About a year ago I was spending a late Sunday evening in the garden when I heard, at first very faintly, the plaintive sound of a cats 'me-ow'. Curious as to its source, I went to the bottom of the garden where I was devastated to see Ollie, just inside his gate but lying down and obviously in much pain. As he tried to stand he fell backwards and I saw that his hind quarters were bleeding and exhibiting evidence of being run over by a vehicle or similar.  He looked so woeful and despairing that I began to cry and as I comforted him I speculated as to how far he had dragged himself to get back to the apparent safety of his own home combined with whatever pain he might have suffered in doing so.  I had no indication or knowledge of what had transpired with the little chap or where and when it had occurred, but I lifted him up gently and took him indoors.

That night being Sunday and the following day being a bank holiday, we had a problem arranging veterinary assistance and it was perhaps fortunate that Ollie remained brave and showed no signs of great discomfort, even though a fracture of his rear leg was readily apparent to us by now.  When we did eventually meet up at the surgery, the true test of our love for the species was to be sorely tested - at least it was for me.  My dear wife was to not bat an eye-lid as she stoically declared to the surgeon, "Whatever it takes." You see, we were not insured for such an event and animal surgery today does not come cheaply. The  options were limited; full surgery and weeks of isolation in a cage, let him learn to live with it and - close your eyes - say goodbye.  As is the practice these days we differed in our preferences, suffice to say that following a payment of four figure sum, Ollie was gingerly taken home to spend the next few weeks on the kitchen floor in a wire cage.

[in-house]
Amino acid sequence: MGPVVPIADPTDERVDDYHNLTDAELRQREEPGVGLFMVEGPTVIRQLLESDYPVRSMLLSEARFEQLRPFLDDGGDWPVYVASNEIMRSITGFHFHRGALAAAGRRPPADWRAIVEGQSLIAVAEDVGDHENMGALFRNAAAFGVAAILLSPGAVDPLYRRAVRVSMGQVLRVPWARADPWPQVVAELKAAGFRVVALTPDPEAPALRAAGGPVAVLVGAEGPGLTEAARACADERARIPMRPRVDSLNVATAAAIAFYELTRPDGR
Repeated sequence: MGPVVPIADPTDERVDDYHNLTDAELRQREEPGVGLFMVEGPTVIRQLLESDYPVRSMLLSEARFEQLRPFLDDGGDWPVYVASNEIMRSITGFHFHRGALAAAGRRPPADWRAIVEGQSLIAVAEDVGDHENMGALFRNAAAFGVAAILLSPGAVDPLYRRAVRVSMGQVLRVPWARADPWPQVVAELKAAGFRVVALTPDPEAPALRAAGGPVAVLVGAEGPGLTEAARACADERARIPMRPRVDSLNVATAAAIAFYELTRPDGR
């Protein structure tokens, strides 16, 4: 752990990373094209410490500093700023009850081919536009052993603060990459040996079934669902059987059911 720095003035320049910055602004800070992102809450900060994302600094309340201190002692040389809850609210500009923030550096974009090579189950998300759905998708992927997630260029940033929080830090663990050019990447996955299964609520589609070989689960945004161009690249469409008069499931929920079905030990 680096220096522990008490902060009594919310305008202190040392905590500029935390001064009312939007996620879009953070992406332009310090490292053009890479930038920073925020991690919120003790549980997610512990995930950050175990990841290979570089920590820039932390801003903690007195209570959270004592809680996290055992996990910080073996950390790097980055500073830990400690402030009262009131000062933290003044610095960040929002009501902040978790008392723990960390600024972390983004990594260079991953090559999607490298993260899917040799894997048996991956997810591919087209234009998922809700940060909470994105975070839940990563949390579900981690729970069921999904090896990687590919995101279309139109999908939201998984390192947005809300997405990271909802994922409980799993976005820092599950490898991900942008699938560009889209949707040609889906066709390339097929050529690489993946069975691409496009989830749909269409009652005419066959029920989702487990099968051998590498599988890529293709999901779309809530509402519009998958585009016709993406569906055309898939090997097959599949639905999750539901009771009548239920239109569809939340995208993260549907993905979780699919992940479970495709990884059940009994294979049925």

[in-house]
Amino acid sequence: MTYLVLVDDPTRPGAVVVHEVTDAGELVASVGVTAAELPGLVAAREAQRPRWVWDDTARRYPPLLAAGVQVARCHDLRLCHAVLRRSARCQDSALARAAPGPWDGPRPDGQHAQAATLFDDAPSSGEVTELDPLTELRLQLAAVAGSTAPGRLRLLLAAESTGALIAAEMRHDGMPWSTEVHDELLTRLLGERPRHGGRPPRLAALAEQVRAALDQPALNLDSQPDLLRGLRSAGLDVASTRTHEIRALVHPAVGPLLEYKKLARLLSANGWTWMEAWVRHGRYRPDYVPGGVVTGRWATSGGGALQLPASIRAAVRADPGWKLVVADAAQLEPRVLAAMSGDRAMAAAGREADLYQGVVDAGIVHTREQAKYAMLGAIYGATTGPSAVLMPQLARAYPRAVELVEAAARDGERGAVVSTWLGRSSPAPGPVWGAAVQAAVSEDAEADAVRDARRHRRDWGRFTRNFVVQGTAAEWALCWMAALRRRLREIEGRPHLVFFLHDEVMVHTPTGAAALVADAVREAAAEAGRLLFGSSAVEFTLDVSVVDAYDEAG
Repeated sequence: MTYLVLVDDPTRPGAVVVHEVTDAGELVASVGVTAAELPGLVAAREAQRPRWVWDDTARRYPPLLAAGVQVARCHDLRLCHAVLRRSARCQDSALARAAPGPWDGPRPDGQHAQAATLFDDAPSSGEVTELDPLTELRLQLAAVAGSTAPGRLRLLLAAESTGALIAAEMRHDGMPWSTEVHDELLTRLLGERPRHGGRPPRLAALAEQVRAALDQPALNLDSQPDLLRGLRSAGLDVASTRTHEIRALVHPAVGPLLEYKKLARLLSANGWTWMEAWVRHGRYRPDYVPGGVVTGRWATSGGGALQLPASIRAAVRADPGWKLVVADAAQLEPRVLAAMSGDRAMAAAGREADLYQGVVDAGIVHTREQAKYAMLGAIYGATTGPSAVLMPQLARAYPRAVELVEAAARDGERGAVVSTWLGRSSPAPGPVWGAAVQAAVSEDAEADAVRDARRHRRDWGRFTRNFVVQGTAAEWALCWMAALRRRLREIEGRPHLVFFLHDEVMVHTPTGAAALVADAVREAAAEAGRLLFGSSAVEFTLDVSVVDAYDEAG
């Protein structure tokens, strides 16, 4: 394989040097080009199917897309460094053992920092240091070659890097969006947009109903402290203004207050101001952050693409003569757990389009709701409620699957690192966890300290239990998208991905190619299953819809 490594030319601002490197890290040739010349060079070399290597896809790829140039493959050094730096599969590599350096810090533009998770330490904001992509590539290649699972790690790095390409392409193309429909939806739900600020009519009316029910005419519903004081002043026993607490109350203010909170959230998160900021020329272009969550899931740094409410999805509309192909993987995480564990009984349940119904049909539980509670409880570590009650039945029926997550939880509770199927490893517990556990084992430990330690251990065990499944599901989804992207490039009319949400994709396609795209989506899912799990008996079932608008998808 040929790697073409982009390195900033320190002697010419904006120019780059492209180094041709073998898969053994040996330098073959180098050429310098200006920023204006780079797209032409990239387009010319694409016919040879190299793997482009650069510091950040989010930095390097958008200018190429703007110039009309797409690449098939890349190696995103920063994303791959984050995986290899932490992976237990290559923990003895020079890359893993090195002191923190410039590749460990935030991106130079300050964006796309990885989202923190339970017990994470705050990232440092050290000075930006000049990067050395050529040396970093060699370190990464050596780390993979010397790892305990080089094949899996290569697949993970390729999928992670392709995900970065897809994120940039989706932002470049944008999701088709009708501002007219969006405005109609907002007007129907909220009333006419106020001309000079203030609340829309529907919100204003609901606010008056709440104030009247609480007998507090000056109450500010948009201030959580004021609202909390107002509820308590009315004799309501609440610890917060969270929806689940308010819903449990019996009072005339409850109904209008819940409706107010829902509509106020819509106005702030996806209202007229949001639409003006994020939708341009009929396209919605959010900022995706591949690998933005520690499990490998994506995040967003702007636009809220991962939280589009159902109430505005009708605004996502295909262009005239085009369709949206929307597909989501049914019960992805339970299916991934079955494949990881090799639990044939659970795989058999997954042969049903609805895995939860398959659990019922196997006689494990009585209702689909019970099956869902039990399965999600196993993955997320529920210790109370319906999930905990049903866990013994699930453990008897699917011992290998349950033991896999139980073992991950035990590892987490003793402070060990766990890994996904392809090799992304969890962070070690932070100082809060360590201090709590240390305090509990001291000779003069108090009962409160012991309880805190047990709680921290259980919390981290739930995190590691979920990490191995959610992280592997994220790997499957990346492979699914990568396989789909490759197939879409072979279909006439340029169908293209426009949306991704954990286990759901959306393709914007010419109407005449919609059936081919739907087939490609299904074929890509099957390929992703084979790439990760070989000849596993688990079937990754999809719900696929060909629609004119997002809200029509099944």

When the big day of his release finally arrived he was allowed out into the garden where he wandered off to discover what had perhaps changed in his absence and within a very short period of time, we looked out of the window to see him perched on the top of a six foot fence. "Oh no!" we both shouted in pained unison only to admire his poise as he gracefully greeted terra firma, two front feet first and these followed by his rear legs which were gingerly lowered to the ground but all in one smooth action not unlike the articulation of an aeroplanes's undercarriage in completing a copy-book landing. It was as if he had forgotten nothing during his convalescence - situ normali - and left me thinking that we perhaps underestimate these little creatures and sometimes at our great cost.

Ollie no longer ventures beyond the garden fence and only he knows what sort of awful moment overtook him on that frightful Sunday evening, but his life seems little changed now; eat, sleep, sleep, eat, sleep, sleep and why not, isn't that what we all would aspire to? - So here's to the next ten years Ollie.